“I want to talk candidly about the building program that we have in the State of Wisconsin. I think it’s broken. I think it’s bad for the taxpayer,” Nygren said. “We have entities that are hiring private lobbyists to lobby on behalf of building projects. It’s broken. But at the same time, I know it needs an influx of investment, and because of that I’m going to be voting for this package.”
He went on to say that university officials have long set their own budgets for projects, assuming the building commission will approve whatever the university asks for. “It’s broken,” he repeated several times, expressing his hope for reform.
While Democrats zeroed in on several projects they had hoped to see enumerated in the plan, including an expansion to Madison’s Alliant Energy Center, they were overall pleasantly surprised with spending levels in the package.
Is this the endorsement fiscal conservatives are going for? Rep. Chris Taylor (D-Madison) tells JFC Republicans she likes "a lot of the things that are funded" in GOP's $1.9 billion building project borrowing plan. #wiright #wipolitics #wibudget
— MacIver Institute (@MacIverWisc) June 11, 2019
“I am very grateful that this governor is pushing you all,” Rep. Chris Taylor (D-Madison) said, thanking Evers for setting the tone for the budget debate. “This governor is pushing you, you’re following his lead, and I’m really glad to see it.”
For their part, Democrats introduced a motion that exactly followed Evers’ proposal for building projects. That would include more than $1 billion in spending and borrowing for the UW System.
The most expensive line item within the Democratic plan would have funded facility maintenance and repair. That would cost $324 million, more than $308 million of which would be borrowed. In the category of building renovations, UW-Milwaukee would receive $130 million in borrowing for a chemistry building and utility extensions. Both projects were included in the final motion, though at slightly different funding levels.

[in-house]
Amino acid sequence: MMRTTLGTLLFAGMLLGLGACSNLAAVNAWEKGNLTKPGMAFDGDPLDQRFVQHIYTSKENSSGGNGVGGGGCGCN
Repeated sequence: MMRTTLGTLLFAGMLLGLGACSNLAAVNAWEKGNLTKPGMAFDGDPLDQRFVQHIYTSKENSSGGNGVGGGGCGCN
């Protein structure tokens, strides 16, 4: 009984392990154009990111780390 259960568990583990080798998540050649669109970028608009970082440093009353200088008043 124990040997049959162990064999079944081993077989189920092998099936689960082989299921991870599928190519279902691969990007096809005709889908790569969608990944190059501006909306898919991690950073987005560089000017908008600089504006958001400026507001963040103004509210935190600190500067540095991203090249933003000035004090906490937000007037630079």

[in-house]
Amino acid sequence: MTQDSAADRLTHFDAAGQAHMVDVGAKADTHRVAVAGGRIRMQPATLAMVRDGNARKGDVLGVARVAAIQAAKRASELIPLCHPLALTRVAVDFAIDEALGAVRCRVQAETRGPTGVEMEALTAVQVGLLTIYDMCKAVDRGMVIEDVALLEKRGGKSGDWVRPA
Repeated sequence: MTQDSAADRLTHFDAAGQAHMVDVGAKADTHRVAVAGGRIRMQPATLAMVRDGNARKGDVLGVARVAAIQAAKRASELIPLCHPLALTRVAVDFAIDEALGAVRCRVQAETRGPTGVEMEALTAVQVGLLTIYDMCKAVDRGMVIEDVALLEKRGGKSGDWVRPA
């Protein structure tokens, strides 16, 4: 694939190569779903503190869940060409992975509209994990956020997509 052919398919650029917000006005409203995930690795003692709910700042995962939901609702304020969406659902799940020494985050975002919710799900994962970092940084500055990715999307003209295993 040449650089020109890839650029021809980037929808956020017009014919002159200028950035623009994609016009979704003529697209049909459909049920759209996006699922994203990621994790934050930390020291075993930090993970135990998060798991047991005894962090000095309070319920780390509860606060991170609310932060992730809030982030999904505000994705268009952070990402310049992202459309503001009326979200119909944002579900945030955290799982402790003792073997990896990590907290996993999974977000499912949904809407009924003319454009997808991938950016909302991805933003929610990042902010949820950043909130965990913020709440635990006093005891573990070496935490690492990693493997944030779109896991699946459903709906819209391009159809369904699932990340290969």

The Democratic motion was turned down on a party-line 4-12 vote after debate.
Originally, the committee was scheduled to take up a tax cut package in addition to the other agency votes, but delayed that vote until Thursday.
Speaking at an event Tuesday, Assembly Speaker Robin Vos (R-Rochester) said Republicans will release their tax plan before Thursday’s executive session. Vos said the package would more than offset revenue increases in the Department of Transportation budget. The DOT budget passed in the first week of June raises spending at DOT by $484 million.
Senate Majority Leader Scott Fitzgerald (R-Juneau) said as much the day before, telling the media that the Republican package would provide approximately $400 million in tax relief.
Republicans passed their own tax plan in January following better-than-expected revenue estimates. Evers vetoed that plan, which would have increased standard deductions by approximately 20 percent for each type of filer.
JFC is expected to complete its work on the budget Thursday morning. Legislative leaders have said that the Senate and Assembly will vote on the full budget during the last week of June, sending the document to Evers before the end of the fiscal year on June 30.